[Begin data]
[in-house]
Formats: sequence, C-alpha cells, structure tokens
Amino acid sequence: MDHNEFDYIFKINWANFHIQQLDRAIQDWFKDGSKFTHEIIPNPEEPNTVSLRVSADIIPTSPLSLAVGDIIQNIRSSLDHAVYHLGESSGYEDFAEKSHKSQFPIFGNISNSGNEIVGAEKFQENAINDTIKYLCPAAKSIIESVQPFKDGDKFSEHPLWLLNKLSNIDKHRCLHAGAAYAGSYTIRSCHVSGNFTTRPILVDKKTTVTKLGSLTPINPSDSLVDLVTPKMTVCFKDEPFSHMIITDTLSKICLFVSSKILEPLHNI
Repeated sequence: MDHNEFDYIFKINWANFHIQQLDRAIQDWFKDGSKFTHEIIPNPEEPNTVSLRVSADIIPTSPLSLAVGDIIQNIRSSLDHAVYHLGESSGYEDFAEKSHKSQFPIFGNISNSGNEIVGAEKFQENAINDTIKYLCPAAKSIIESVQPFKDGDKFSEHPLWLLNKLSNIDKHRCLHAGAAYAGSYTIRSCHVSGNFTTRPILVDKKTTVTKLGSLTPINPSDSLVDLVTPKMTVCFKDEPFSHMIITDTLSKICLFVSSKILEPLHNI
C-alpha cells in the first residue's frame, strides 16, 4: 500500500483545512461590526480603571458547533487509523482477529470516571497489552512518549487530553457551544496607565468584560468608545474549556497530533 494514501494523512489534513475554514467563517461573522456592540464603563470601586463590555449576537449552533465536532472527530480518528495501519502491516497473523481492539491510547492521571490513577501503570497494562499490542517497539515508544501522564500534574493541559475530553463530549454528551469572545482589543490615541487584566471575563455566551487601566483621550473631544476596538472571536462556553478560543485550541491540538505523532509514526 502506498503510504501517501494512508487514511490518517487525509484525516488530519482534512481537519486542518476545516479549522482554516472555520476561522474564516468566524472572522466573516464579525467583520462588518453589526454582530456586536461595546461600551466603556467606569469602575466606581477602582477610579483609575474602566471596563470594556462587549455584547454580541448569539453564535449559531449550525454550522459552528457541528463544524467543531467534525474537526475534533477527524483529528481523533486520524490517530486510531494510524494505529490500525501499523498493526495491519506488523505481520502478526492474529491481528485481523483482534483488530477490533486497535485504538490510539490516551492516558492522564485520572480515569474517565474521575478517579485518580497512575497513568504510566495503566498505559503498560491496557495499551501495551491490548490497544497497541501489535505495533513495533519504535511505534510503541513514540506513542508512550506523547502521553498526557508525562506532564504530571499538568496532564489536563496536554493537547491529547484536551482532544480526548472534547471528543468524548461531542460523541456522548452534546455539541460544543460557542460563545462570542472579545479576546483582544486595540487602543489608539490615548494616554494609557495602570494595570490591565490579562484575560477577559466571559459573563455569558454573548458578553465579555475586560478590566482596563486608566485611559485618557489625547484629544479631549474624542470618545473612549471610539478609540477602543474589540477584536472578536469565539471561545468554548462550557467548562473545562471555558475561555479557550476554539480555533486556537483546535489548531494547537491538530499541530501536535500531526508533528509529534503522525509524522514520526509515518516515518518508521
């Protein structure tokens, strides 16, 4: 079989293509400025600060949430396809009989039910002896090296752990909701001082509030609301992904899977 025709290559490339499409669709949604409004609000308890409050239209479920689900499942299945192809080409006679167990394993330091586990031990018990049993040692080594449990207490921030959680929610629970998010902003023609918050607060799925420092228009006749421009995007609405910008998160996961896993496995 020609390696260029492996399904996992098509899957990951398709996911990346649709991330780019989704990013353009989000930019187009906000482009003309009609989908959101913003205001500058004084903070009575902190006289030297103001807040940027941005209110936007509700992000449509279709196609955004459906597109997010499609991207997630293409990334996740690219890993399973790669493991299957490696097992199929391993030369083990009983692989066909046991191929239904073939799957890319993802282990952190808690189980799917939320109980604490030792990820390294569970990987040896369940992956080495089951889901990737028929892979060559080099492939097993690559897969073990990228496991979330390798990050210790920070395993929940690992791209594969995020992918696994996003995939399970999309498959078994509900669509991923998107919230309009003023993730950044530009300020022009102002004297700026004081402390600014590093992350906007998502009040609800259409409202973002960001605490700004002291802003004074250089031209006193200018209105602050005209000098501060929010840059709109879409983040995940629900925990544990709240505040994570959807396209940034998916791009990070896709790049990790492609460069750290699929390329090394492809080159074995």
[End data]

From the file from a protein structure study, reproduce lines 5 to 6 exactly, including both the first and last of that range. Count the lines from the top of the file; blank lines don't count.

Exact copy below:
C-alpha cells in the first residue's frame, strides 16, 4: 500500500483545512461590526480603571458547533487509523482477529470516571497489552512518549487530553457551544496607565468584560468608545474549556497530533 494514501494523512489534513475554514467563517461573522456592540464603563470601586463590555449576537449552533465536532472527530480518528495501519502491516497473523481492539491510547492521571490513577501503570497494562499490542517497539515508544501522564500534574493541559475530553463530549454528551469572545482589543490615541487584566471575563455566551487601566483621550473631544476596538472571536462556553478560543485550541491540538505523532509514526 502506498503510504501517501494512508487514511490518517487525509484525516488530519482534512481537519486542518476545516479549522482554516472555520476561522474564516468566524472572522466573516464579525467583520462588518453589526454582530456586536461595546461600551466603556467606569469602575466606581477602582477610579483609575474602566471596563470594556462587549455584547454580541448569539453564535449559531449550525454550522459552528457541528463544524467543531467534525474537526475534533477527524483529528481523533486520524490517530486510531494510524494505529490500525501499523498493526495491519506488523505481520502478526492474529491481528485481523483482534483488530477490533486497535485504538490510539490516551492516558492522564485520572480515569474517565474521575478517579485518580497512575497513568504510566495503566498505559503498560491496557495499551501495551491490548490497544497497541501489535505495533513495533519504535511505534510503541513514540506513542508512550506523547502521553498526557508525562506532564504530571499538568496532564489536563496536554493537547491529547484536551482532544480526548472534547471528543468524548461531542460523541456522548452534546455539541460544543460557542460563545462570542472579545479576546483582544486595540487602543489608539490615548494616554494609557495602570494595570490591565490579562484575560477577559466571559459573563455569558454573548458578553465579555475586560478590566482596563486608566485611559485618557489625547484629544479631549474624542470618545473612549471610539478609540477602543474589540477584536472578536469565539471561545468554548462550557467548562473545562471555558475561555479557550476554539480555533486556537483546535489548531494547537491538530499541530501536535500531526508533528509529534503522525509524522514520526509515518516515518518508521
């Protein structure tokens, strides 16, 4: 079989293509400025600060949430396809009989039910002896090296752990909701001082509030609301992904899977 025709290559490339499409669709949604409004609000308890409050239209479920689900499942299945192809080409006679167990394993330091586990031990018990049993040692080594449990207490921030959680929610629970998010902003023609918050607060799925420092228009006749421009995007609405910008998160996961896993496995 020609390696260029492996399904996992098509899957990951398709996911990346649709991330780019989704990013353009989000930019187009906000482009003309009609989908959101913003205001500058004084903070009575902190006289030297103001807040940027941005209110936007509700992000449509279709196609955004459906597109997010499609991207997630293409990334996740690219890993399973790669493991299957490696097992199929391993030369083990009983692989066909046991191929239904073939799957890319993802282990952190808690189980799917939320109980604490030792990820390294569970990987040896369940992956080495089951889901990737028929892979060559080099492939097993690559897969073990990228496991979330390798990050210790920070395993929940690992791209594969995020992918696994996003995939399970999309498959078994509900669509991923998107919230309009003023993730950044530009300020022009102002004297700026004081402390600014590093992350906007998502009040609800259409409202973002960001605490700004002291802003004074250089031209006193200018209105602050005209000098501060929010840059709109879409983040995940629900925990544990709240505040994570959807396209940034998916791009990070896709790049990790492609460069750290699929390329090394492809080159074995």